Updated November 20, 2018.
Mindfulness, the ever-so-popular buzzword you’ve probably heard recently. It’s all the rage in the wellness community, but is it all it’s cracked up to be? We’ve got the scoop.
What is mindfulness?
Mindfulness is the art of being present and noticing what’s happening in the here and now. There are many definitions of what it means to practice mindfulness, but they all have the same foundation — staying in the present moment instead of thinking about the future or the past. Being mindful means practicing gratitude for what you do have, rather than what you don’t have or wish you had.
It’s also described as a form of self-regulation that helps you to be more open and accepting, a glass half full type of person. While many think the art of mindfulness is difficult or time-consuming, it doesn’t have to be. It can be as simple as taking a moment to notice your breath. (Don’t worry, we’ll dive into this more below.) It’s no surprise more clinicians and health practitioners are getting on board with mindfulness, it seems to be a potential antidote to stress, and a powerful tool to enhancing your mental and physical wellbeing.
Why is mindfulness important?
Like cardio is good for your body, mindfulness is an exercise for your mind. Anxiety symptoms are becoming more prevalent in primary care offices, such as excessive worrying and tension. It’s estimated that 22% of patients who are seen for anxiety related symptoms are associated with generalized anxiety disorder, suggesting a need for additional resources to alleviate these symptoms In this study, the results show that mindfulness-based stress reduction programs reported significant reductions in anxiety in those with generalized anxiety disorders. These type of activities may also improve our reactions to stress (think Namaste).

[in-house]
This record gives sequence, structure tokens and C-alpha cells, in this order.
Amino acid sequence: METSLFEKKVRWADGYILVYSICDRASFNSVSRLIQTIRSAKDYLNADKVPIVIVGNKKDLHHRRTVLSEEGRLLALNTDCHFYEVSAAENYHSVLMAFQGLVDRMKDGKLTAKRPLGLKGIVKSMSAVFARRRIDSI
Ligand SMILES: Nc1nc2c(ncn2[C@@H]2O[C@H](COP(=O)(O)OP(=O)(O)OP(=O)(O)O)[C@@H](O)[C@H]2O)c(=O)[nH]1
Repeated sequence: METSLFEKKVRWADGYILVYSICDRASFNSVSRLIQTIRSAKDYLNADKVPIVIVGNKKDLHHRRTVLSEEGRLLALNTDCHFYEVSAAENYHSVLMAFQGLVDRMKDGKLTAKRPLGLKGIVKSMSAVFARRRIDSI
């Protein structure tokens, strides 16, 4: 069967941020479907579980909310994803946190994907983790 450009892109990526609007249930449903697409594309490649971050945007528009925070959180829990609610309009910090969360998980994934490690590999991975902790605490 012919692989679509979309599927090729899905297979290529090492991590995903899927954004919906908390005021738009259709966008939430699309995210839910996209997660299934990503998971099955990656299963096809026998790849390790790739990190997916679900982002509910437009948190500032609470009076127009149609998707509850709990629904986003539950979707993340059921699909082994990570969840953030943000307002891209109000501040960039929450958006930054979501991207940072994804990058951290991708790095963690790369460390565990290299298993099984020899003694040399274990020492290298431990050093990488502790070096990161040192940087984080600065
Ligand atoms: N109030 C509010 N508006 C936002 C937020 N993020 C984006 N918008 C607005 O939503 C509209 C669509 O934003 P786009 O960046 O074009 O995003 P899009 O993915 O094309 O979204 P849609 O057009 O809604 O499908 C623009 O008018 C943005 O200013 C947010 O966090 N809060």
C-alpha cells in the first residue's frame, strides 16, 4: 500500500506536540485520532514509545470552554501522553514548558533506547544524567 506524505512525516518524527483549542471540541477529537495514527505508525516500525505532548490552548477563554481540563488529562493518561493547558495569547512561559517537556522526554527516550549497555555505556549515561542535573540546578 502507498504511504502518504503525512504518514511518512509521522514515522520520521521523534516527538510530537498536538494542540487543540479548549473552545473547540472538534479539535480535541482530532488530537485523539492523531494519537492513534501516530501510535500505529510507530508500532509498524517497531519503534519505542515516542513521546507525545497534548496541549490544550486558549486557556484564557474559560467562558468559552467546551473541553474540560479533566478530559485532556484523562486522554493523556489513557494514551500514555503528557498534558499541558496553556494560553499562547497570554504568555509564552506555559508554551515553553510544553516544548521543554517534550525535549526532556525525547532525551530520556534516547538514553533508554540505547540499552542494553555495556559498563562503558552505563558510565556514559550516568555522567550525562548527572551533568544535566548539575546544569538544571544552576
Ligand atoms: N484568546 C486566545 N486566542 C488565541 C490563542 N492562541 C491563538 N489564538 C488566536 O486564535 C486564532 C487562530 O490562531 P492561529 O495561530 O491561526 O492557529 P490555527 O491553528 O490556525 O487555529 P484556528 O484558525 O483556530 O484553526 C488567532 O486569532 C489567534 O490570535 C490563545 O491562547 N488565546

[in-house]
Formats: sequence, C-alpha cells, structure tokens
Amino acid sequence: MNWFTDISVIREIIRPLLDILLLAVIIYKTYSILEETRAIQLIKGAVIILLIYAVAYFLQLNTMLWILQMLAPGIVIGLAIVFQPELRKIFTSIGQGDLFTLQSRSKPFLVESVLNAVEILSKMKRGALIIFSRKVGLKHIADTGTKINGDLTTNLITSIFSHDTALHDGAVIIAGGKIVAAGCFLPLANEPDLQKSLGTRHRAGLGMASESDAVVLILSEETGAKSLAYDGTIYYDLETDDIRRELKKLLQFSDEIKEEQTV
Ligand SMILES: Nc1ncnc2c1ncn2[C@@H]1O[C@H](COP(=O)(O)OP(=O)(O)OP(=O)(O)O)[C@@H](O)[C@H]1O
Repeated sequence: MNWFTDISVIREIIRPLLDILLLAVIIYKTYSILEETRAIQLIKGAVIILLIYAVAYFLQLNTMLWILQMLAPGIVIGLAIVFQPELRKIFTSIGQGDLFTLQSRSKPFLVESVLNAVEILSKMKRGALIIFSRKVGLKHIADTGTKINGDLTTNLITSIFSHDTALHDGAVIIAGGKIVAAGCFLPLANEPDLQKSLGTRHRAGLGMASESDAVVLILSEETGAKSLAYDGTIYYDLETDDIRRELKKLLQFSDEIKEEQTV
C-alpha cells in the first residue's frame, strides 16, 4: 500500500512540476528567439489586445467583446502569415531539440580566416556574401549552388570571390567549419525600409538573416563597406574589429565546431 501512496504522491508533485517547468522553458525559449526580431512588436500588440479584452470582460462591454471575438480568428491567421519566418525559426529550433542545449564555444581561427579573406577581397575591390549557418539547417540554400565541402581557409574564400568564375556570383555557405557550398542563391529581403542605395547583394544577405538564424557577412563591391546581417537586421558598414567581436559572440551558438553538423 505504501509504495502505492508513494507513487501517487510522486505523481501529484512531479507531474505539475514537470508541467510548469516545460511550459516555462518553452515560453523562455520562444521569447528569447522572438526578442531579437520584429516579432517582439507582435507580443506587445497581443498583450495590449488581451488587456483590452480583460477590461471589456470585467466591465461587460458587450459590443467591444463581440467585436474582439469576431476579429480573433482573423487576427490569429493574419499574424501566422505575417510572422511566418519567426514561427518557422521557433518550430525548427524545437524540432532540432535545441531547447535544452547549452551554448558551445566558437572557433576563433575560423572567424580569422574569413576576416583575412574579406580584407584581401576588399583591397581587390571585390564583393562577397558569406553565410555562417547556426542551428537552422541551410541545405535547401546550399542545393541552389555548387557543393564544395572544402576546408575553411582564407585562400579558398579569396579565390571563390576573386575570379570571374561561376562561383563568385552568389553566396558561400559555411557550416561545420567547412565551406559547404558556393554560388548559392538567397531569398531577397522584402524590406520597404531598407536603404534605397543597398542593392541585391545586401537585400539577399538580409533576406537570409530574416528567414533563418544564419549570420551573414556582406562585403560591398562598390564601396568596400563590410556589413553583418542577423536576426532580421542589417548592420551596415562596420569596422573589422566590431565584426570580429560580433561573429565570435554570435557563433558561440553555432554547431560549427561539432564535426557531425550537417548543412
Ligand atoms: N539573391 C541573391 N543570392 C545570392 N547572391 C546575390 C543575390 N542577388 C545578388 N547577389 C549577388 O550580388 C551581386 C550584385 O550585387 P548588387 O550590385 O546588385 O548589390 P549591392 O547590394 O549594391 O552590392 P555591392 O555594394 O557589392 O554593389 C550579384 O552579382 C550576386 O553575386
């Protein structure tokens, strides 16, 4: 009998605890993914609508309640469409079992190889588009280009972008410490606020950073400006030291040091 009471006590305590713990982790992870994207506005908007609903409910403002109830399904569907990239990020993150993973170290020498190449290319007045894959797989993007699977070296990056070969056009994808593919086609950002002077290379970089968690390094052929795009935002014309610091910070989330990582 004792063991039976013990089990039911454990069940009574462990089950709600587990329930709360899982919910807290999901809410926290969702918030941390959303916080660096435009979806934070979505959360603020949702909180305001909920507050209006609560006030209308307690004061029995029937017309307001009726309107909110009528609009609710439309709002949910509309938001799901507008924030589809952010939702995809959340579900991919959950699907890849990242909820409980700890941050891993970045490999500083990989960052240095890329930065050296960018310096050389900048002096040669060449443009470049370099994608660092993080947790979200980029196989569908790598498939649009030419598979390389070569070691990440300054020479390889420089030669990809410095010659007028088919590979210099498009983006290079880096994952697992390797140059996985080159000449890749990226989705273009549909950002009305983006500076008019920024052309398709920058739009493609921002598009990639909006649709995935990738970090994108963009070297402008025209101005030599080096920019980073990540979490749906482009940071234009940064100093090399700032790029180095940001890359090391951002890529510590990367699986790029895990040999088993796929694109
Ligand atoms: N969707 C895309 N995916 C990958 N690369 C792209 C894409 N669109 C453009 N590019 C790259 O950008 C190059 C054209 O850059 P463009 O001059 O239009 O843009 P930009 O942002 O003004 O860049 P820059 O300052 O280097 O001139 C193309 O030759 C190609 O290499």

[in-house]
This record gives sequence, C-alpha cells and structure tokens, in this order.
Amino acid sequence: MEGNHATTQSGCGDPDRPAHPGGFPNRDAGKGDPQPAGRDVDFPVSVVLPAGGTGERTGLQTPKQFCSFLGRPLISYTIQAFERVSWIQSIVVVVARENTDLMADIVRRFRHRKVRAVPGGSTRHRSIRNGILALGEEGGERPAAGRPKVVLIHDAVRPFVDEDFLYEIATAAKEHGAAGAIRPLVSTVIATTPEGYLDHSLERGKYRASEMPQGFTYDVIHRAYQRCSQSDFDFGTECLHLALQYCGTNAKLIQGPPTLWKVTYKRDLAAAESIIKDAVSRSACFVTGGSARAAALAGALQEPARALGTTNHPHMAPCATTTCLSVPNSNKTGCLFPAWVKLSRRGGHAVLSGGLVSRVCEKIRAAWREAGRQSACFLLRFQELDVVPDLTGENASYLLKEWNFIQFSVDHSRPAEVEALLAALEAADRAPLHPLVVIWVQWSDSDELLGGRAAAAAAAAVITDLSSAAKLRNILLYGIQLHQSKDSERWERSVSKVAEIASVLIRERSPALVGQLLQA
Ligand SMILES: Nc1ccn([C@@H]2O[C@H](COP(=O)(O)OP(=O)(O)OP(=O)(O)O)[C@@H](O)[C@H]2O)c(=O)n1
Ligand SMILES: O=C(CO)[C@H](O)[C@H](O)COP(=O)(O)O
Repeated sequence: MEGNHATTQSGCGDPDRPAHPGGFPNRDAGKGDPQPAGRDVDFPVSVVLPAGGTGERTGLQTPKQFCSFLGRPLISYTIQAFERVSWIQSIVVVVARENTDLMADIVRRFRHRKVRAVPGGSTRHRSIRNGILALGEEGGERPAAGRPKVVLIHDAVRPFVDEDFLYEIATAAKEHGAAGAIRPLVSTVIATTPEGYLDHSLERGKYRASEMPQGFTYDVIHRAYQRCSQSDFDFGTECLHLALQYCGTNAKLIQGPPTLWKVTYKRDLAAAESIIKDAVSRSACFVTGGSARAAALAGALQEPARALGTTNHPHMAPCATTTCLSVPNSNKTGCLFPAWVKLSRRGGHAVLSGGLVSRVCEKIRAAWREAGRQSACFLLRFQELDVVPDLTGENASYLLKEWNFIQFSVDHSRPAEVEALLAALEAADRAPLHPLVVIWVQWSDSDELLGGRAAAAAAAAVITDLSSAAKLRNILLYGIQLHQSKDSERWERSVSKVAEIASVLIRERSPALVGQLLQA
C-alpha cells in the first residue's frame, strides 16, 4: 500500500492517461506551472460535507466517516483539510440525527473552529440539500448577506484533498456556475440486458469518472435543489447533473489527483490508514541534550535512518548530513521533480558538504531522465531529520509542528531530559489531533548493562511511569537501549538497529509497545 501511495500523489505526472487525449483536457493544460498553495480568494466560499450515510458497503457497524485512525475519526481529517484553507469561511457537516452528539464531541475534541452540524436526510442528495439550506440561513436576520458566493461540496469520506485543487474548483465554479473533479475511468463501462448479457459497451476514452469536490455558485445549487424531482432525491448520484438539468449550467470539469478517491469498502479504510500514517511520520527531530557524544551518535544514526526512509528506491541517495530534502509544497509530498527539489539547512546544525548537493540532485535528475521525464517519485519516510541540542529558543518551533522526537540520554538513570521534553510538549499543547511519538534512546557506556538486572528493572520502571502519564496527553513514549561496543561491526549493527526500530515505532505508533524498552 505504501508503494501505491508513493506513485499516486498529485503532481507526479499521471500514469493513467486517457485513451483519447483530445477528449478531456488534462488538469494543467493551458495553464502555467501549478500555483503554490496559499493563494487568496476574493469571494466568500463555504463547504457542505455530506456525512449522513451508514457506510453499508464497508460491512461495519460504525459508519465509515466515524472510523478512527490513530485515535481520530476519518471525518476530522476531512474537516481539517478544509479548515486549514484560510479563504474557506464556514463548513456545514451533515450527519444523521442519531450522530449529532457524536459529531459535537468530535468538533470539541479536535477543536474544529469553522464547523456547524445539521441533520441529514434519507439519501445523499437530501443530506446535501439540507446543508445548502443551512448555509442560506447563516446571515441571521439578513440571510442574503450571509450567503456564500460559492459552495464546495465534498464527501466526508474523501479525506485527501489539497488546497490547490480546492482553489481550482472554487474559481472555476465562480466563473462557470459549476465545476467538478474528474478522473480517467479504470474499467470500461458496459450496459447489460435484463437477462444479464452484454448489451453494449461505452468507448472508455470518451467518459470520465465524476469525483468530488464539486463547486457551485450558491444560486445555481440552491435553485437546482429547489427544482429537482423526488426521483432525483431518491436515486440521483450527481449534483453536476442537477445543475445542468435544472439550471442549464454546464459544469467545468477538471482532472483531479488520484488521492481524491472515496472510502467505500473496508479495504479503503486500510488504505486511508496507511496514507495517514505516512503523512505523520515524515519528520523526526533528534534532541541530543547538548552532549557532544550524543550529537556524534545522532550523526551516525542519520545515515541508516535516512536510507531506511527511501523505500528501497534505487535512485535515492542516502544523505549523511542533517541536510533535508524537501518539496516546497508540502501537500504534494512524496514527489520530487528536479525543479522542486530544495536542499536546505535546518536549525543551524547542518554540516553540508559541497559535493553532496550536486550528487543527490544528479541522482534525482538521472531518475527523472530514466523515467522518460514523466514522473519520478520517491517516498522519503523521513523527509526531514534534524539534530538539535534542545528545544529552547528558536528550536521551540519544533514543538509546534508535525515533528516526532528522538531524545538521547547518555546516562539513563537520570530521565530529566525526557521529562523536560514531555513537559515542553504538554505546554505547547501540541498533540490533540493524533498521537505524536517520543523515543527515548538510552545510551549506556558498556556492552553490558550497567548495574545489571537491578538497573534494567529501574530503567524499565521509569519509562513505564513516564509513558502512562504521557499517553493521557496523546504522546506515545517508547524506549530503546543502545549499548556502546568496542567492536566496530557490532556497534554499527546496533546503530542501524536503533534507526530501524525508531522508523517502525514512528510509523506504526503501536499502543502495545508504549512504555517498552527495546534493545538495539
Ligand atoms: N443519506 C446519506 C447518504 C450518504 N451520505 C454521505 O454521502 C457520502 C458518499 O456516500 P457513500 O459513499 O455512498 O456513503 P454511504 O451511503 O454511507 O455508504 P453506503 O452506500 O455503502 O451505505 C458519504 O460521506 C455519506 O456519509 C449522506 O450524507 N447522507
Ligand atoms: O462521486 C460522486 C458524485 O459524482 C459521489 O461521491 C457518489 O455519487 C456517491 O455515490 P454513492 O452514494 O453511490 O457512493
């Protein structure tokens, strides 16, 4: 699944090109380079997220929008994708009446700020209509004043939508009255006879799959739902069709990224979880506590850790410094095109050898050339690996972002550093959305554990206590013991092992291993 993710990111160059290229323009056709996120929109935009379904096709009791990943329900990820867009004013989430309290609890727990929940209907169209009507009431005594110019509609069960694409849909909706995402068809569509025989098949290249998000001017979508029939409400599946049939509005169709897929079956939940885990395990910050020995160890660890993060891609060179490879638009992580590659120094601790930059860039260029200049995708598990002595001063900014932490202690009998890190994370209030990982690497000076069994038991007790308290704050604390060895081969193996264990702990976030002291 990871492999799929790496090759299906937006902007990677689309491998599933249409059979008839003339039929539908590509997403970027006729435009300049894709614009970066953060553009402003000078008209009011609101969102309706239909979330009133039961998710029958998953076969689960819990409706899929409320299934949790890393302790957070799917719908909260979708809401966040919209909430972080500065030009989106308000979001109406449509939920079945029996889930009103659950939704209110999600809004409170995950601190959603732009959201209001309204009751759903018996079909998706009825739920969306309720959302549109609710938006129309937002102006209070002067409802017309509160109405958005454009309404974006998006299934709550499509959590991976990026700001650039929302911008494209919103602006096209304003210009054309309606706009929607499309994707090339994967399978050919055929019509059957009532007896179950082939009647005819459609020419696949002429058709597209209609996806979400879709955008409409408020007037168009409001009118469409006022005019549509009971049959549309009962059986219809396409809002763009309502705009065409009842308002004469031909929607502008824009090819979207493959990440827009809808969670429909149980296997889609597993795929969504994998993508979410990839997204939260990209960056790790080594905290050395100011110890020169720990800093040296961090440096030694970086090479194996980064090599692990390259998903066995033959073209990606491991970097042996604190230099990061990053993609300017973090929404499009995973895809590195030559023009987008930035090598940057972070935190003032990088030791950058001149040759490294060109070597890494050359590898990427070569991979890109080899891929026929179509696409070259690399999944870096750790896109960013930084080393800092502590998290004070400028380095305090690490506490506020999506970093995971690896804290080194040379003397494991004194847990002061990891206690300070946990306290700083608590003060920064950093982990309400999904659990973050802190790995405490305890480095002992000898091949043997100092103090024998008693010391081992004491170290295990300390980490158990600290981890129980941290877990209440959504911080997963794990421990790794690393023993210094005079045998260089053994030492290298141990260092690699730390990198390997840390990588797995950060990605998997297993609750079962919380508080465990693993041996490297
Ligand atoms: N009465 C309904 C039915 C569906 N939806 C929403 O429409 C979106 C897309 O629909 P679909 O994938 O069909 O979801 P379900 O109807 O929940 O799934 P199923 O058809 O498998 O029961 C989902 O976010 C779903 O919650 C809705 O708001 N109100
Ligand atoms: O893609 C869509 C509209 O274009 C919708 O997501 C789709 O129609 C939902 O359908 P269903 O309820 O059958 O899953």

Another study suggests that blood pressure readings improved in hypertensive patients who practiced regular meditation. Mental health may be correlated to that of our overall health suggesting a mindfulness practice could have a favorable effect on our immune system and physical well being. Because mindfulness keeps us rooted in the present, it can be a powerful tool in helping us enjoy life more. It can also helps us notice the little things we sometimes take for granted, like smelling the fresh air or roses.
3 ways to practice mindfulness every day
Mindful breathing in its basic form is to pause and focus on how you breathe in and out. This helps to shift our focus to the calm pattern of our breath. It also assists us in taking deeper, more intentional breaths to increase the amount of oxygen we’re taking in. Mindful breathing slows us down in the busy world we live in, even for just a few minutes.
The next time you are walking to the coffee shop or even to the restroom, take that time to observe what’s around you. What do you see? What do you smell? What do you hear? Once you have your sweet coffee in hand, pay attention to how it tastes on that walk back to the office. This exercise is perfect for noticing the small things you are surrounded by every day.
Scanning your body for all the different sensations happening at the same time. This is an excellent tool to use at any point in the day, but can easily be integrated first thing in the morning, or right before bed. As you are waking up, instead of shifting your mind to your to-do list, try starting at the top of your head and check in with how each part of your body feels, ending with your feet. It’s OK if your eyes feeling tired is one thing you notice (after all the sun might not yet be up). Vanderbilt University created a fantastic resource for this activity if you’re into guided mindfulness.
Whether you’re completely new to mindfulness or a seasoned veteran, it’s not too late to strengthen your practice. At One Medical, we believe that your mental and spiritual health is as equally important as your physical health. Still have questions? Make an appointment to talk to your primary care provider today.
The One Medical blog is published by One Medical, an innovative primary care practice with offices in Boston, Chicago, Los Angeles, New York, Phoenix, Portland, the San Francisco Bay Area, Seattle, and Washington, DC.
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